Having our own group gave us some measure of confidence and security. If a rugby creature had stumbled into our enclave, I reckon the lot of us could have taken him, cover him like a bunch of squirrels swarming a lion, biting and scratching him to death.

Cool as we thought we were though, we had another cool coming. One long, languorous break in the middle of summer, when time seemed to surround us like a hot haze that hid us from the world, I noticed a stranger standing by the fence.

‘Who do you suppose that ou is?’ I said to my friends, squinting through the time fog.

My friends turned to face him. He had long black hair, almost down to his bum, a pair of torn jeans, Doc Martins boots and a black T-shirt with an awesome red dragon covering it. The inscription read: DRAGONS GET BIG.

In short a sort of holy man.

He looked across the grass at us. He had inquisitive blue eyes. ‘Ist thou playing D&D?’

At that point Rene snorted through his nose as an exploding chuckle met a sip of Coke going inwards. Simon however seemed to recognise the code and responded quickly and quietly, like the diplomat character he always plays in the game.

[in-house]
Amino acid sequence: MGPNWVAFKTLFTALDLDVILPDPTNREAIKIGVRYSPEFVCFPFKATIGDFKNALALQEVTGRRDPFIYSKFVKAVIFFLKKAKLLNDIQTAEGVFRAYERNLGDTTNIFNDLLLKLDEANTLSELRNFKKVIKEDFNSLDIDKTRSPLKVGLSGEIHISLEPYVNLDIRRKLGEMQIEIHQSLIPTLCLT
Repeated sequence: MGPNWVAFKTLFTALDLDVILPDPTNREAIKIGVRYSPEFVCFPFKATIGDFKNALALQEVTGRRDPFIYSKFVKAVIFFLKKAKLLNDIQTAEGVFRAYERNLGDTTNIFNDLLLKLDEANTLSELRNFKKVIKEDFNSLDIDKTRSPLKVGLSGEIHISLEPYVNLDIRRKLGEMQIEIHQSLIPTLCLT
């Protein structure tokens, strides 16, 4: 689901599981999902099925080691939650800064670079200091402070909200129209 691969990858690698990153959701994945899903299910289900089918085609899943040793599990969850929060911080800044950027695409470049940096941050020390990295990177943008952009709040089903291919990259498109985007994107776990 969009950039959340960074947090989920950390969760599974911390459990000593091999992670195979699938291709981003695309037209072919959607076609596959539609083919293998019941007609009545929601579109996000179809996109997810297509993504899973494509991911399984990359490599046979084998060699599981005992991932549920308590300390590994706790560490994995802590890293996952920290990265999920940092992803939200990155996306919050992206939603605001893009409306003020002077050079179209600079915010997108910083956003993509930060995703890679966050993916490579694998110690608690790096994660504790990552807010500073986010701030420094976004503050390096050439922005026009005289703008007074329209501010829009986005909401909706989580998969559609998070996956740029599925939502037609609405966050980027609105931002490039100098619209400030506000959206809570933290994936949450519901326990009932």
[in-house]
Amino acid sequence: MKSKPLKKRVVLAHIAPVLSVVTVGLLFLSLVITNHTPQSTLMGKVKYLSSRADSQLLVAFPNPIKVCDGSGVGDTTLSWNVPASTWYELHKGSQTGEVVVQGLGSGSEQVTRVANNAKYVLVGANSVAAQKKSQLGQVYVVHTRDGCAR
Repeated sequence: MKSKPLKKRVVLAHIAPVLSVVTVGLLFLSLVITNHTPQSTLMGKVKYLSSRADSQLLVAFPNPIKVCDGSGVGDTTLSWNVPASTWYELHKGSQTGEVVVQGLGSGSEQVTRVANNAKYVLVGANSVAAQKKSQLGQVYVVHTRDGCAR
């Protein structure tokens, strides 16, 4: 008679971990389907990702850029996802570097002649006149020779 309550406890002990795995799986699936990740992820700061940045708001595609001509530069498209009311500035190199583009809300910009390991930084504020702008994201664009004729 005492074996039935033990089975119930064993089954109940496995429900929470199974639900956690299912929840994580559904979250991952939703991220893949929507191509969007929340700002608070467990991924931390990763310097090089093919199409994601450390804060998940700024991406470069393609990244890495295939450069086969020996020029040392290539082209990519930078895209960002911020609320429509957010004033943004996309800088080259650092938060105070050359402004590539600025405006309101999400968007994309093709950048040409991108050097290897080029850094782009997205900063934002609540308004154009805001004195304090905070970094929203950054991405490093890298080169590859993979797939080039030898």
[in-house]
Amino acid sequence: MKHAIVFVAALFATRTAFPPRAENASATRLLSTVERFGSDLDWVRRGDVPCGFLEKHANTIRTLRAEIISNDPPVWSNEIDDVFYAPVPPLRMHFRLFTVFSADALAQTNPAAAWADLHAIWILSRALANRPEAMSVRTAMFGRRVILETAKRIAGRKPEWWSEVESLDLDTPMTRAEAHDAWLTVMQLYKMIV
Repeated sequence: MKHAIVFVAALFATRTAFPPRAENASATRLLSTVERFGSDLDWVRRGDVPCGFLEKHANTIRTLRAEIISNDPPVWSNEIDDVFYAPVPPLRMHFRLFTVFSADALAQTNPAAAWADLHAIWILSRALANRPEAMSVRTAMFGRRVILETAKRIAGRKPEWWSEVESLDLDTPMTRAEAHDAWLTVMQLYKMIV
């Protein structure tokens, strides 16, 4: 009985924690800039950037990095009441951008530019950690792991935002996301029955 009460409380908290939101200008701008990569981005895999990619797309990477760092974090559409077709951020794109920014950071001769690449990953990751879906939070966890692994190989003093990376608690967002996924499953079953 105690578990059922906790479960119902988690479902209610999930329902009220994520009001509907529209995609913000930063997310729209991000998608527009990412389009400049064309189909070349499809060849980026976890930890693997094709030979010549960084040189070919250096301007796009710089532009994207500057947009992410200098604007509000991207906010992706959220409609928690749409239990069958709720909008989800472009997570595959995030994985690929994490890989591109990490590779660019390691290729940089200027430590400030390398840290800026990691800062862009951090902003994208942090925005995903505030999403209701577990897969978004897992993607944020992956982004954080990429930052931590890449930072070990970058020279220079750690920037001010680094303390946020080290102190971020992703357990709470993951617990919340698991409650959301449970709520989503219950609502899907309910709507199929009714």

‘Indeed Ranger, dost thou play?’

‘Why you ouens talking like that?’ giggled Kevin.

The stranger regard us sagely, took a card from his pocket and spun it through the air like a cardboard ninja star.

‘We have a crew operating in Yeoville. If you want to get some game time, phone that number.’ He flashed his glance across the group. ‘For those who are serious about the craft.’

Simon and I jumped for the card, tumbling over Kevin. When we looked up the stranger (Ranger?) was gone. Rene said he saw his foot sticking out from behind a tree but then the bell rang and we couldn’t go and check. I think he turned invisible but it doesn’t matter.

I would never have known it at the time, but we had encountered a Super Nerd.

We arranged to meet them on Friday. Afternoon lessons were so incredibly tedious that everyone started turning to jelly. Our final lesson, history, actually reversed the time flow and Gilman worked out how to talk backwards in slow motion.

Finally however, we escaped. The walk up the hill to Yeoville is a long one but Simon and I (the rest of the boys weren’t serious enough) felt like Elvish warriors going to battle.

As we turned into their road, flanked by huge Oak trees, we saw their car up ahead. Simon ran over to them in an embarrassing whirlwind of satchels and kit bags but I decided that I would maintain my dignity and strode slowly and imperiously, glancing around to see if anybody was noticing.

These guys are here for us, I wanted to say. This, my friends, is a real crew. They play D&D the entire weekend, without sleeping. They have their own transport.